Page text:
Gül is in Çankaya until 2014
MEHMET ALİ BİRANDPut yourself in the position of President Abdullah Gül.
The political party you have founded is facing many political risks and a number of your camaraderie have adopted a mysterious silence regarding your term to the presidential mansion, Çankaya. Some say five years, some say seven years, but nobody is saying anything precise. One day they say it is up to the Supreme Election Board (YSK) to decide, the next day they point responsibility to Parliament.
Wouldn’t you get angry if it were you?
Despite everything, Gül was able to stay out of these debates. Not only did he never get involved in speculations, he also kept his team out of them. He waited for Prime Minister Erdoğan to decide. Latest signals show there seems to be a consensus on extending Gül’s term until 2014. Especially the fact a name such as Bozdağ, who is very close to the prime minister, has mentioned “seven years” openly has created the impression this problem has been solved at the top level.
It has not yet been officially announced, but it is obvious 2014 will be the correct decision. The expectation of the public is in the same direction also.
Abdullah Gül has become an exceptionally balanced, prudent, smiling president who has always taken care of society’s conscience and who has kept the same distance with everybody. You can criticize him for vetoing or not vetoing such and such laws, or supporting the Justice and Development Party (AK Parti) government too much, but when you look at the broader picture, you cannot deny that Gül did justice to the position he filled at Çankaya.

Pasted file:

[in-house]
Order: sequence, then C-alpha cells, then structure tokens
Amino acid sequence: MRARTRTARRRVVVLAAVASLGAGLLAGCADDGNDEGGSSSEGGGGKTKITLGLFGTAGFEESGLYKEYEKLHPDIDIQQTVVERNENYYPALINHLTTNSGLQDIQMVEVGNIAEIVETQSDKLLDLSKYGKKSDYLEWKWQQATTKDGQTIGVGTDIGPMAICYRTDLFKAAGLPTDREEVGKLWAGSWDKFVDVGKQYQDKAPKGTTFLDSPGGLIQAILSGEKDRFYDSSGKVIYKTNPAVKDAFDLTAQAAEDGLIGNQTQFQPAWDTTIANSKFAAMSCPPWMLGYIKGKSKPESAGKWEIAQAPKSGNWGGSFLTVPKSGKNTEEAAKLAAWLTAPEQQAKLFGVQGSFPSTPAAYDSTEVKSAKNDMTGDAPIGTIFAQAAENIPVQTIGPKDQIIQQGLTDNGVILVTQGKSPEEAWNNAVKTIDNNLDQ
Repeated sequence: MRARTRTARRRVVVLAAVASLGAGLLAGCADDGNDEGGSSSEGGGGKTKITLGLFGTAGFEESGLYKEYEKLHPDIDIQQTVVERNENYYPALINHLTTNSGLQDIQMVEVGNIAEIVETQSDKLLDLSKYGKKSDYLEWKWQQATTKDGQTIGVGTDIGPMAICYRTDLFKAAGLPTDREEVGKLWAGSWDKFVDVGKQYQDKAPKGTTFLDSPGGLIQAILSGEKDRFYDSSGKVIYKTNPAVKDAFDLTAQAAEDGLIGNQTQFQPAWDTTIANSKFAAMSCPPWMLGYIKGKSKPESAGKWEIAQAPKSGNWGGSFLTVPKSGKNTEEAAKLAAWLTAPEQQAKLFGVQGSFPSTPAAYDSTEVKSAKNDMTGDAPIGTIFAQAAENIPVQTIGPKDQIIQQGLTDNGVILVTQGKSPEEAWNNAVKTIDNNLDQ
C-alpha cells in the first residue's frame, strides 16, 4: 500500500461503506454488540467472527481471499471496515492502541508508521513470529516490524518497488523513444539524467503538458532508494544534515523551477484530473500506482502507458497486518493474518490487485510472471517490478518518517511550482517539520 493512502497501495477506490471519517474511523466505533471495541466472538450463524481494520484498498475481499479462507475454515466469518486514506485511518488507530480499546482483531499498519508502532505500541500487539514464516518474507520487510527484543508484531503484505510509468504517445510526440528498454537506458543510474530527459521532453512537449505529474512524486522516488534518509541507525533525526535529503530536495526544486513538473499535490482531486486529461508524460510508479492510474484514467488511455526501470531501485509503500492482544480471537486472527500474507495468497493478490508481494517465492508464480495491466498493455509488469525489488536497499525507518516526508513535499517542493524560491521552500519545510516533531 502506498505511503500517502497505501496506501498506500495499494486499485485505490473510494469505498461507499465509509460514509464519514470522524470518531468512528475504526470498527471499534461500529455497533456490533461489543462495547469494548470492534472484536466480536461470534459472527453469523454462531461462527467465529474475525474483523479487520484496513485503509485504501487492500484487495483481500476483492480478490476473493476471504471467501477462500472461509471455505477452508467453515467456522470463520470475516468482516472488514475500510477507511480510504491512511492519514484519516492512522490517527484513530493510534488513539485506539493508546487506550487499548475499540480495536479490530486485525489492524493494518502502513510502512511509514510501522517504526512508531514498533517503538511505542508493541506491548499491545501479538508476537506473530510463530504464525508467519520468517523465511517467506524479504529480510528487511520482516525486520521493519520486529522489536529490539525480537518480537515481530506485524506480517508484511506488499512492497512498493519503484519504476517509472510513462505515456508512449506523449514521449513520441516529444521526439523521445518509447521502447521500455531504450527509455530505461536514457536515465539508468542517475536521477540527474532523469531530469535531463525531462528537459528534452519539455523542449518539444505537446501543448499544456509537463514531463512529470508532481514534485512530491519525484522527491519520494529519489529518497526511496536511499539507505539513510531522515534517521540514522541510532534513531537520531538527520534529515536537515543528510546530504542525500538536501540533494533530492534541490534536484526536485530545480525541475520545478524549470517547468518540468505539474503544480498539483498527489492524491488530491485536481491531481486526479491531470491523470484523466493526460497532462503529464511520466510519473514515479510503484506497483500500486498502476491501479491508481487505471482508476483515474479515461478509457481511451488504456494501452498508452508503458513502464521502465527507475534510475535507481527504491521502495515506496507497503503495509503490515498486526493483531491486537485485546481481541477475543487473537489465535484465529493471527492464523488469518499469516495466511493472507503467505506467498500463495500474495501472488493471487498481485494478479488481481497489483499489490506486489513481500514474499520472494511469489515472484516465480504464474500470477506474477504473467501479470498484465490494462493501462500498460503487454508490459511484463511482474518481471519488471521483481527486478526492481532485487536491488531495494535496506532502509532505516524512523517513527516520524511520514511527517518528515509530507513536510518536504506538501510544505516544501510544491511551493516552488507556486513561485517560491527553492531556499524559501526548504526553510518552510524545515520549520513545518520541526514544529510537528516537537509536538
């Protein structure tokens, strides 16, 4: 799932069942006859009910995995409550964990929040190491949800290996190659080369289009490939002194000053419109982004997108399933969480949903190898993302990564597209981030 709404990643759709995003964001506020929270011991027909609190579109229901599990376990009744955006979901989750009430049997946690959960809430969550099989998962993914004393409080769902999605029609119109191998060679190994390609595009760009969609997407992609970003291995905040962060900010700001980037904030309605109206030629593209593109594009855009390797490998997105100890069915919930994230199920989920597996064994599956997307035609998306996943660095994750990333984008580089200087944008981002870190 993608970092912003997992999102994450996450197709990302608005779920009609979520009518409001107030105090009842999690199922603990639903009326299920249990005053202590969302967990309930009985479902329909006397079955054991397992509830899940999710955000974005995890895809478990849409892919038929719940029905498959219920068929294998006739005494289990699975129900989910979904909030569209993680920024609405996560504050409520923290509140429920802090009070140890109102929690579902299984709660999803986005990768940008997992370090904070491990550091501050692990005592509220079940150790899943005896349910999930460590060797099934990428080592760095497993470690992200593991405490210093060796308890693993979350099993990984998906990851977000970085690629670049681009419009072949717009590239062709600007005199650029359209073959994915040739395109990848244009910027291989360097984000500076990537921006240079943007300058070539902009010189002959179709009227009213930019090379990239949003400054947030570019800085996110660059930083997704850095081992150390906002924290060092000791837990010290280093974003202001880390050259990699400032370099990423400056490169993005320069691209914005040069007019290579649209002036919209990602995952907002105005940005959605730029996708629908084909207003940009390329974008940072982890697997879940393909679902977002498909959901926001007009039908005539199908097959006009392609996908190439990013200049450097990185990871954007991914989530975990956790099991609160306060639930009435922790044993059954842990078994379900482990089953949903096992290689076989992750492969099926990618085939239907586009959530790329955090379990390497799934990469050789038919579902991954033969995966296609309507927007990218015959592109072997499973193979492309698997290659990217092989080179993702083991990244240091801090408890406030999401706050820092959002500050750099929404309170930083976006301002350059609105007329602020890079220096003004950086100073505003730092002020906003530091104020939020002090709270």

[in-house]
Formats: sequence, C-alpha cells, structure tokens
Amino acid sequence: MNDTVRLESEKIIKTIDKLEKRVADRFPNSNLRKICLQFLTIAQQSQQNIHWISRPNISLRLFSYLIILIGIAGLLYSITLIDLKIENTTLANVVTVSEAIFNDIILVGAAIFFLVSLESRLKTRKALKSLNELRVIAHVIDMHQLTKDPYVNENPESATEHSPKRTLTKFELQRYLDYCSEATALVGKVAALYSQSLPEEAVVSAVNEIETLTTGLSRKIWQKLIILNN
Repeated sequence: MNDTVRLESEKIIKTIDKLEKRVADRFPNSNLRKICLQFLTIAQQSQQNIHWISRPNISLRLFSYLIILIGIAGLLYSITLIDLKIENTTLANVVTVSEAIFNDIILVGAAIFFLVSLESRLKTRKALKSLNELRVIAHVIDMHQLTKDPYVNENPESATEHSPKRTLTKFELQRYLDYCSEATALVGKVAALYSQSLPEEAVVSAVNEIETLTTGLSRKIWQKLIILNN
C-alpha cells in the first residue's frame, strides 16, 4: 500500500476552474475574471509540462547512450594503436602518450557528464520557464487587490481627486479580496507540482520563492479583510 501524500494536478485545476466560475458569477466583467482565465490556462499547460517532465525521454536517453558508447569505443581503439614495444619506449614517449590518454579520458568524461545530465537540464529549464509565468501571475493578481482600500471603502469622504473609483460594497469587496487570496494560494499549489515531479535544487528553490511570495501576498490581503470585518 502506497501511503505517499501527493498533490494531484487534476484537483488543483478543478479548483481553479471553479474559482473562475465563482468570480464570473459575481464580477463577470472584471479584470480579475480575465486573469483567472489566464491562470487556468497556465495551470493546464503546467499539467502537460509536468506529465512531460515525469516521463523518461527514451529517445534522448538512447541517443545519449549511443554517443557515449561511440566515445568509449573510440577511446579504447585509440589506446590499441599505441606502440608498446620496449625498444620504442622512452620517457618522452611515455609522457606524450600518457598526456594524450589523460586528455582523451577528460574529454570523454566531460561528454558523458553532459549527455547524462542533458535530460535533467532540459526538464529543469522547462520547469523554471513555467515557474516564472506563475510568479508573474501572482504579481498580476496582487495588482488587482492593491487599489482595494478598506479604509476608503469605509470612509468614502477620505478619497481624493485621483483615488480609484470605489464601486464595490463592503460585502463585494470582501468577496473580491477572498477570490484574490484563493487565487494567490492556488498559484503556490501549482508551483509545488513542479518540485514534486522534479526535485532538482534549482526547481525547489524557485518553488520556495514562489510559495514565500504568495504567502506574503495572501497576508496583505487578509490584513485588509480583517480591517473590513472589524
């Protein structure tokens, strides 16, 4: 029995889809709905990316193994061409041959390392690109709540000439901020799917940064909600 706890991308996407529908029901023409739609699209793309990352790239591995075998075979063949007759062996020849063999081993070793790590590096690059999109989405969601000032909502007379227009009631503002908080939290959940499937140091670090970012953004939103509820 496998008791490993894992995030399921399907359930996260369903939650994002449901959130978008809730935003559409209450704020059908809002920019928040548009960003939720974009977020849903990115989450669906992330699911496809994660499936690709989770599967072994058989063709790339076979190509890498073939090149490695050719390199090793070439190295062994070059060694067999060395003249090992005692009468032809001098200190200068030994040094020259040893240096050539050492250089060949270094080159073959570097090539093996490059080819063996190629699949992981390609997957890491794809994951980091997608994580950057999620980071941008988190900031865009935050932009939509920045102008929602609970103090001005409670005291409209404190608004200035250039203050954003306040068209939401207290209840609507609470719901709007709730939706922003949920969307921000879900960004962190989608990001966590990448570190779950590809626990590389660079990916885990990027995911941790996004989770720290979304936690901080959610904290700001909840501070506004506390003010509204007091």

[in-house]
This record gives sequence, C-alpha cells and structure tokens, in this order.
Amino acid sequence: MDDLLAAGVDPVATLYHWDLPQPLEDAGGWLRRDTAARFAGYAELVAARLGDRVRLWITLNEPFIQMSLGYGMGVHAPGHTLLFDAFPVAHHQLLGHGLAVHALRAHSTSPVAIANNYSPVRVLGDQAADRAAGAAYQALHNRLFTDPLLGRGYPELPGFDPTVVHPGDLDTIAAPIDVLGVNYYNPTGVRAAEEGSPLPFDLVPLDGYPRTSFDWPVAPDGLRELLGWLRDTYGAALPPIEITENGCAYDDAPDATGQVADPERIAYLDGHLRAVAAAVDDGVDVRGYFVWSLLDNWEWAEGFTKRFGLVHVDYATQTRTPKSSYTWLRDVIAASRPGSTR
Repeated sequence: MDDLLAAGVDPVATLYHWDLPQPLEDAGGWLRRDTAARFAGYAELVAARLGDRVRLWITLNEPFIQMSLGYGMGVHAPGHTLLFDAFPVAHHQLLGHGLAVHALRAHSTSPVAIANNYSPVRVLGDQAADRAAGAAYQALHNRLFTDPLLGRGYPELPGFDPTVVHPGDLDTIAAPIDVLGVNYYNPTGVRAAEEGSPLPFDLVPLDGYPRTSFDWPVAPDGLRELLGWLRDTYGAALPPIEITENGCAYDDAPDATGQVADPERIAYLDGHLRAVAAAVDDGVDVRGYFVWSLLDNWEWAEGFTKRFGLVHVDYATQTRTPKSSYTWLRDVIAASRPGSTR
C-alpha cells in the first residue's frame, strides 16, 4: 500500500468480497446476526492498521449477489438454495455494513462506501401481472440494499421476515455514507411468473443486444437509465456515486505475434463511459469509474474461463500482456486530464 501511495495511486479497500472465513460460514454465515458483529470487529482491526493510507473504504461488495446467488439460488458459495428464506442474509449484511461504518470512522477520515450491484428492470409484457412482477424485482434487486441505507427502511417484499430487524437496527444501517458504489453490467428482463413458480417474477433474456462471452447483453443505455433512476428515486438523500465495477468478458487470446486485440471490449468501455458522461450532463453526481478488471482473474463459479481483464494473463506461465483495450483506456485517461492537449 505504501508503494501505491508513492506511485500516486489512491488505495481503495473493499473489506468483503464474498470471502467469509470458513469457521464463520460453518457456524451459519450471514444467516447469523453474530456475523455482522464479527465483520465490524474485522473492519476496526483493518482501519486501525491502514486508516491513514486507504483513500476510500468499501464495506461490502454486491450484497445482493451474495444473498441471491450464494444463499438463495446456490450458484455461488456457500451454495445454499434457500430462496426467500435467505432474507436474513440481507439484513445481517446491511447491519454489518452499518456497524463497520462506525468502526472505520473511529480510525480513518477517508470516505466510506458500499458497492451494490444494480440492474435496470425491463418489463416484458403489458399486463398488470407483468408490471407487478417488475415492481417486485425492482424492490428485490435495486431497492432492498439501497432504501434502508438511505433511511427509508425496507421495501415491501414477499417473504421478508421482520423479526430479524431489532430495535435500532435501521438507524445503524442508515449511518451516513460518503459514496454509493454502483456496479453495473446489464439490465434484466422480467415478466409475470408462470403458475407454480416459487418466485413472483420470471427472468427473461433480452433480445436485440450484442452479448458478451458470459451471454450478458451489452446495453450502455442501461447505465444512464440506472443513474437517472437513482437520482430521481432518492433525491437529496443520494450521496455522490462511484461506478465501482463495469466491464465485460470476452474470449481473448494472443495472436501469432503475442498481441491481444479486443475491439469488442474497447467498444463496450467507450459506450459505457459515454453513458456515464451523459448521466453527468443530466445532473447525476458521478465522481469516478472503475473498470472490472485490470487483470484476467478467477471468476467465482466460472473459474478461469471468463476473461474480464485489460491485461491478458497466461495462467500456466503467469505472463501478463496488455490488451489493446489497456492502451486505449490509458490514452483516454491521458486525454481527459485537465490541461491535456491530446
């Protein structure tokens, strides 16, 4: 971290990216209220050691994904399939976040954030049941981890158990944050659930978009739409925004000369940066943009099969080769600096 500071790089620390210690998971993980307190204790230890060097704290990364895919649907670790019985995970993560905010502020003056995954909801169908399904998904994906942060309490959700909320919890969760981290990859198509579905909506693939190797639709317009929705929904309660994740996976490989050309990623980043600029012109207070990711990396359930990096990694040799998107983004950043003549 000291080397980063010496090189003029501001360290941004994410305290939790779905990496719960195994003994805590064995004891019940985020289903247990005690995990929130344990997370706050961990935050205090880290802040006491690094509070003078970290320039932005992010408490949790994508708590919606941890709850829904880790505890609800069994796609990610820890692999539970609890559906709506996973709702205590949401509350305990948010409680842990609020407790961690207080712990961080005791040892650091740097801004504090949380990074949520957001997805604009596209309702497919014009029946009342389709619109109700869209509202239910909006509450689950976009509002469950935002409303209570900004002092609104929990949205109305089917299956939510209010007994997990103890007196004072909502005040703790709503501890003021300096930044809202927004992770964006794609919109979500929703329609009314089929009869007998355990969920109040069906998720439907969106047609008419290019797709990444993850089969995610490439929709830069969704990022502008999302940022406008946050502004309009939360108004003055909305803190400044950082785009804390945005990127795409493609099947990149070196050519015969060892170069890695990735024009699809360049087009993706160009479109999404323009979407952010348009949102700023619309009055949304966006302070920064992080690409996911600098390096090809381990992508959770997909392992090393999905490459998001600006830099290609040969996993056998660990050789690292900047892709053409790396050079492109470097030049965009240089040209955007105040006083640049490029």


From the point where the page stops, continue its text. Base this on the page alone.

Separately, the year 2012 will be a year of major political and economic change. Such a huge financial storm is being weathered that implementing a change to the prime minister’s position or a presidential election would create major risks in the economy.
In short, the facts, common sense and public opinion point to 2014 as the time for a “changing of the guards.”
[HH] Iran has fears also
Somehow, it is always Iran that is to blame. It wants to control the Middle East. It wants to multiply its power by producing nuclear weapons and plans to disturb the balance of terror. It plans to destroy Israel. It will side with Iraq to form a Shiite empire. It is constantly accused and defined as the No. 1 “bad guy” in the region.
Nobody steps out to ask “Why?” It is not debated whether Iran also has fears. It does. And it is because of these fears it is taking steps for the sake of protecting itself.
Iran is afraid of America. This security fear started in 1979 when Shah Reza Pahlavi was toppled and Khomeini returned, and it continues to this day. Washington has not been able to accept this regime, which, topped with Israel’s provocation, has created a constant conflict.
The administration in Tehran is concerned about the conspiracy of the United States-Israel pairing. It is even more irritated when it sees there is a Sunni front being formed with the Saudis being in the first place together with the U.S. As its concerns rise, it strengthens the Shiite front. It is protecting Hamas and Hezbollah through Syria and is forming its own alliances.
These concerns lie behind the harsh statements against the radars set up in Turkey. Iran is becoming tough because it suspects Ankara will act together with Washington.
Iran is always being blamed. It is the black sheep of the region while nobody is examining the concerns of the Iranian administrators. If we try to understand them a little and remove their concerns, then peace will be so much easier to attain in the region.